Photo Information

Marines of Company A, 1st Tank Battalion, prepare an M1A1 Abrams tank to receive fuel from a CH-53 Super Stallion with Marine Heavy Helicopter Squadron 465 at Acorn Training Area, July 16, 2015. Each tank has the capability to hold 500 gallons of fuel.

Photo by Lance Cpl. Thomas Mudd

‘1st Tanks’ demonstrates tactical efficiency

21 Jul 2015 | Lance Cpl. Thomas Mudd The Official United States Marine Corps Public Website

Marines of Company A, 1st Tank Battalion, conducted a rare tactical refueling exercise at Acorn Training Area, July 16, 2015.

The exercise was conducted in conjunction with Marine Heavy Helicopter Squadron 465 during the company's gunnery. A gunnery is a series of tests conducted by a tank company to evaluate platoon leaders and the Marines under their charge.

“We are out here for 10 days testing and training the Marines of the company,” said Capt. Christopher Upton, Company A commander. “We conduct gunneries annually.”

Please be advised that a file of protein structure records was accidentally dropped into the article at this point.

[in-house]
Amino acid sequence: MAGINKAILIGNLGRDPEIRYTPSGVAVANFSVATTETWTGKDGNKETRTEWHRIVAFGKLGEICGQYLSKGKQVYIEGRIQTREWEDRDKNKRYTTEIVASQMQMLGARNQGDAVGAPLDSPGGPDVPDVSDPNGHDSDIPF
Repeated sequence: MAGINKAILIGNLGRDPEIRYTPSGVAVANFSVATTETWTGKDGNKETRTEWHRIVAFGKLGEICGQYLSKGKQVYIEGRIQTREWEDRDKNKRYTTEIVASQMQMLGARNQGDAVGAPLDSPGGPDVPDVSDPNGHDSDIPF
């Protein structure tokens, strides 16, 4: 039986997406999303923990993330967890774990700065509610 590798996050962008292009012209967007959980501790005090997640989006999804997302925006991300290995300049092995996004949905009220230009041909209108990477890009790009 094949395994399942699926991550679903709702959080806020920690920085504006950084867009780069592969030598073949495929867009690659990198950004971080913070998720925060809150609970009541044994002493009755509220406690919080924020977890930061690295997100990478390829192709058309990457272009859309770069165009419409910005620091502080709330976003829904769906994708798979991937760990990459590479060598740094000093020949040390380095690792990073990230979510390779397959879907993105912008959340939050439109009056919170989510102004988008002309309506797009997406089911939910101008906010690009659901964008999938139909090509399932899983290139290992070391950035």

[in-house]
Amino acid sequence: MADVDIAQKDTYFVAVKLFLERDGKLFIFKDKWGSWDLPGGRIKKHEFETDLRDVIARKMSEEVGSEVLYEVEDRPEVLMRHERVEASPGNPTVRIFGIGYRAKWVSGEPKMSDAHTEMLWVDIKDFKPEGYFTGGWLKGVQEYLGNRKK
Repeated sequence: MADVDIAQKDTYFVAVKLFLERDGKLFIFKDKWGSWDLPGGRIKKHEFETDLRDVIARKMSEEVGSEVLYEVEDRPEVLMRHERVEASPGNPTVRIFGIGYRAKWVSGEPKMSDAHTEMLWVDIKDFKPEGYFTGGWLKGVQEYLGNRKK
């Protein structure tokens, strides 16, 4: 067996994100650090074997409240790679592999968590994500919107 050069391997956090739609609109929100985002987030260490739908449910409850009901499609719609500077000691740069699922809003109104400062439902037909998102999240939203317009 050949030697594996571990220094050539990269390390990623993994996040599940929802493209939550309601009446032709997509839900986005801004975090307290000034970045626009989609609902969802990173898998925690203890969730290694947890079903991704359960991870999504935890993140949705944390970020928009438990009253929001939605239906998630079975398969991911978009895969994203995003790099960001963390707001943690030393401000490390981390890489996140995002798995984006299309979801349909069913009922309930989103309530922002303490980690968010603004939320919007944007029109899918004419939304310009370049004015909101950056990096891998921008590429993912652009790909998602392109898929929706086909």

This year, Upton conducted a tactical refueling exercise during the gunnery to demonstrate how tanks can extend their range. 

“We conducted the [refueling] exercise because we have only used this while deployed,” said Upton. “I wanted to demonstrate that tanks are not a logistical burden and maintain the concept that we can extend our range tremendously.”

HMH-465 brought 800 pounds of fuel in a CH-53 Super Stallion to the Marines with the battalion. This opportunity demonstrated one way air and ground elements work together to increase combat effectiveness.

“The Marines here have not had the opportunity to do something like this,” said Upton. “This is the first time these Marines have conducted this exercise. I’m hoping that the Marines of both the HMH-465 and 1st Tanks learn from this.”

The company brought 14 tanks to the exercise and used the opportunity to improve themselves and the Marines of HMH-465. 

“I want to make them the best they can be while I have the chance,” said Upton. “I [also] want the Marines of this company to reflect on these great memories after they leave the Marine Corps.”